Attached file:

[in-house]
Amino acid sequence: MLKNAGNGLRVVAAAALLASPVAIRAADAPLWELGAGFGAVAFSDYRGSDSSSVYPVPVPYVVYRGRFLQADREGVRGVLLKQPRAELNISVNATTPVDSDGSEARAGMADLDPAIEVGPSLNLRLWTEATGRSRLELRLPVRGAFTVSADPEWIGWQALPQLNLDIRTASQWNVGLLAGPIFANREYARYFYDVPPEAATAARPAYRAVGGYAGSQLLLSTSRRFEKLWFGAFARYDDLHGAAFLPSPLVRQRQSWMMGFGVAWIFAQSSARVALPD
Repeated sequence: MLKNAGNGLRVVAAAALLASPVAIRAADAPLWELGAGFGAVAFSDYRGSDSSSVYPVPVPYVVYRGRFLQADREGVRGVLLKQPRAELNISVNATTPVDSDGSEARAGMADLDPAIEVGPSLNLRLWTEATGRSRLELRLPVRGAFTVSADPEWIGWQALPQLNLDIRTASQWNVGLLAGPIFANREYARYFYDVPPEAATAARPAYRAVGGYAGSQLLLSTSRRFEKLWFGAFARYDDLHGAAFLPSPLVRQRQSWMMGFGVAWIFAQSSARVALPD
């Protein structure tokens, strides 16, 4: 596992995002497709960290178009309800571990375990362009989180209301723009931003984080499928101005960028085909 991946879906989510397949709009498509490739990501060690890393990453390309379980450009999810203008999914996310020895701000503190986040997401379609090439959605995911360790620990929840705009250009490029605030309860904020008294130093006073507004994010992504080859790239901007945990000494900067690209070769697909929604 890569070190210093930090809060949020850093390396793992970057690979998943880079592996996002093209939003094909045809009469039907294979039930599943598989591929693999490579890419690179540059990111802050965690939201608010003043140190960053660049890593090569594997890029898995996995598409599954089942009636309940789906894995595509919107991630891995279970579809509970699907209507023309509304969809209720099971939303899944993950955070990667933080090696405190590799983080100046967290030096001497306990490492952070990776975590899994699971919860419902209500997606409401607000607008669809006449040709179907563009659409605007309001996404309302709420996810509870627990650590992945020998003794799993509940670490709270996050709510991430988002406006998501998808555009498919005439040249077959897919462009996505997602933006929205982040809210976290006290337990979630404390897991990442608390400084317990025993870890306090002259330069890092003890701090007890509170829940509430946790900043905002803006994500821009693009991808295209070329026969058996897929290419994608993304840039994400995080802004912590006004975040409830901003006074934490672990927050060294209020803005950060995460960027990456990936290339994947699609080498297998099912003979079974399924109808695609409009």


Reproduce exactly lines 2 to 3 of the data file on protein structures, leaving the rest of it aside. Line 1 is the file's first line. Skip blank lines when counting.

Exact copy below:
Amino acid sequence: MLKNAGNGLRVVAAAALLASPVAIRAADAPLWELGAGFGAVAFSDYRGSDSSSVYPVPVPYVVYRGRFLQADREGVRGVLLKQPRAELNISVNATTPVDSDGSEARAGMADLDPAIEVGPSLNLRLWTEATGRSRLELRLPVRGAFTVSADPEWIGWQALPQLNLDIRTASQWNVGLLAGPIFANREYARYFYDVPPEAATAARPAYRAVGGYAGSQLLLSTSRRFEKLWFGAFARYDDLHGAAFLPSPLVRQRQSWMMGFGVAWIFAQSSARVALPD
Repeated sequence: MLKNAGNGLRVVAAAALLASPVAIRAADAPLWELGAGFGAVAFSDYRGSDSSSVYPVPVPYVVYRGRFLQADREGVRGVLLKQPRAELNISVNATTPVDSDGSEARAGMADLDPAIEVGPSLNLRLWTEATGRSRLELRLPVRGAFTVSADPEWIGWQALPQLNLDIRTASQWNVGLLAGPIFANREYARYFYDVPPEAATAARPAYRAVGGYAGSQLLLSTSRRFEKLWFGAFARYDDLHGAAFLPSPLVRQRQSWMMGFGVAWIFAQSSARVALPD